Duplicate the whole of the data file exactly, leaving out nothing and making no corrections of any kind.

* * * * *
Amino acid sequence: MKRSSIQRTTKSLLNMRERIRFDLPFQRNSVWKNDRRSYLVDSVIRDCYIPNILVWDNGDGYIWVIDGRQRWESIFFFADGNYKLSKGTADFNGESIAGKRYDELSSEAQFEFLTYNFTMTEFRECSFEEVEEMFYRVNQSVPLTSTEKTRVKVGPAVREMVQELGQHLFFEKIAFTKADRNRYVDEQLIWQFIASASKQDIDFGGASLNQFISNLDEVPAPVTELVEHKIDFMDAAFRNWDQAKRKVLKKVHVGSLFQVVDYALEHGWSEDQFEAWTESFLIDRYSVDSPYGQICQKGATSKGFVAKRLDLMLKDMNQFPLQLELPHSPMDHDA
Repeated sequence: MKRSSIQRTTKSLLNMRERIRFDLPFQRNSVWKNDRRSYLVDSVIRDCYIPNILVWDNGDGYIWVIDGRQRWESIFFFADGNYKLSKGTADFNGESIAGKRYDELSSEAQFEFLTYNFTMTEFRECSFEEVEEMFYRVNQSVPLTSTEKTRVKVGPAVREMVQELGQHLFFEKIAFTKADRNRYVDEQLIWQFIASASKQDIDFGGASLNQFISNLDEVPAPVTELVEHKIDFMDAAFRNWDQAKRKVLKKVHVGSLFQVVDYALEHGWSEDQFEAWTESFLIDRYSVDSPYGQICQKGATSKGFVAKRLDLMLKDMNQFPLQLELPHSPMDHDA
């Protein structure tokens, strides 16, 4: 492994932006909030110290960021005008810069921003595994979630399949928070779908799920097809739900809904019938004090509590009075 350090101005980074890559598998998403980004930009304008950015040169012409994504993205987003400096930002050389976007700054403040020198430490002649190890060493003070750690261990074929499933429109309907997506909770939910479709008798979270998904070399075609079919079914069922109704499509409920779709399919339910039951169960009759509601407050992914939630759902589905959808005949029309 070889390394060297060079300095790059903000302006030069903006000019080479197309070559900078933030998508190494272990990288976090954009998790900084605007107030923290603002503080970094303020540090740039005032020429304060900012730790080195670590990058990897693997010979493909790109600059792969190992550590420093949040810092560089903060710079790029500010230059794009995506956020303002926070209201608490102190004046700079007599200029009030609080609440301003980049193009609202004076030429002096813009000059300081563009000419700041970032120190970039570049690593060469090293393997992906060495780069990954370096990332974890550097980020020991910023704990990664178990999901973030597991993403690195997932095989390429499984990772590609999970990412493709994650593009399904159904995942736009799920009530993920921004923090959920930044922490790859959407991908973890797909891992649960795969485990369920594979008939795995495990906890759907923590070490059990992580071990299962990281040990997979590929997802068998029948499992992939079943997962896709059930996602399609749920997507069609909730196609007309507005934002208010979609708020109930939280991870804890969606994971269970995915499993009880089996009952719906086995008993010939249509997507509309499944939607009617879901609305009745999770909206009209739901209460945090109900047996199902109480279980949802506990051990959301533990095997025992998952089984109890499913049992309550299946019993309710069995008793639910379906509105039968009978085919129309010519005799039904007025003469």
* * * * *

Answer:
Amino acid sequence: MKRSSIQRTTKSLLNMRERIRFDLPFQRNSVWKNDRRSYLVDSVIRDCYIPNILVWDNGDGYIWVIDGRQRWESIFFFADGNYKLSKGTADFNGESIAGKRYDELSSEAQFEFLTYNFTMTEFRECSFEEVEEMFYRVNQSVPLTSTEKTRVKVGPAVREMVQELGQHLFFEKIAFTKADRNRYVDEQLIWQFIASASKQDIDFGGASLNQFISNLDEVPAPVTELVEHKIDFMDAAFRNWDQAKRKVLKKVHVGSLFQVVDYALEHGWSEDQFEAWTESFLIDRYSVDSPYGQICQKGATSKGFVAKRLDLMLKDMNQFPLQLELPHSPMDHDA
Repeated sequence: MKRSSIQRTTKSLLNMRERIRFDLPFQRNSVWKNDRRSYLVDSVIRDCYIPNILVWDNGDGYIWVIDGRQRWESIFFFADGNYKLSKGTADFNGESIAGKRYDELSSEAQFEFLTYNFTMTEFRECSFEEVEEMFYRVNQSVPLTSTEKTRVKVGPAVREMVQELGQHLFFEKIAFTKADRNRYVDEQLIWQFIASASKQDIDFGGASLNQFISNLDEVPAPVTELVEHKIDFMDAAFRNWDQAKRKVLKKVHVGSLFQVVDYALEHGWSEDQFEAWTESFLIDRYSVDSPYGQICQKGATSKGFVAKRLDLMLKDMNQFPLQLELPHSPMDHDA
């Protein structure tokens, strides 16, 4: 492994932006909030110290960021005008810069921003595994979630399949928070779908799920097809739900809904019938004090509590009075 350090101005980074890559598998998403980004930009304008950015040169012409994504993205987003400096930002050389976007700054403040020198430490002649190890060493003070750690261990074929499933429109309907997506909770939910479709008798979270998904070399075609079919079914069922109704499509409920779709399919339910039951169960009759509601407050992914939630759902589905959808005949029309 070889390394060297060079300095790059903000302006030069903006000019080479197309070559900078933030998508190494272990990288976090954009998790900084605007107030923290603002503080970094303020540090740039005032020429304060900012730790080195670590990058990897693997010979493909790109600059792969190992550590420093949040810092560089903060710079790029500010230059794009995506956020303002926070209201608490102190004046700079007599200029009030609080609440301003980049193009609202004076030429002096813009000059300081563009000419700041970032120190970039570049690593060469090293393997992906060495780069990954370096990332974890550097980020020991910023704990990664178990999901973030597991993403690195997932095989390429499984990772590609999970990412493709994650593009399904159904995942736009799920009530993920921004923090959920930044922490790859959407991908973890797909891992649960795969485990369920594979008939795995495990906890759907923590070490059990992580071990299962990281040990997979590929997802068998029948499992992939079943997962896709059930996602399609749920997507069609909730196609007309507005934002208010979609708020109930939280991870804890969606994971269970995915499993009880089996009952719906086995008993010939249509997507509309499944939607009617879901609305009745999770909206009209739901209460945090109900047996199902109480279980949802506990051990959301533990095997025992998952089984109890499913049992309550299946019993309710069995008793639910379906509105039968009978085919129309010519005799039904007025003469």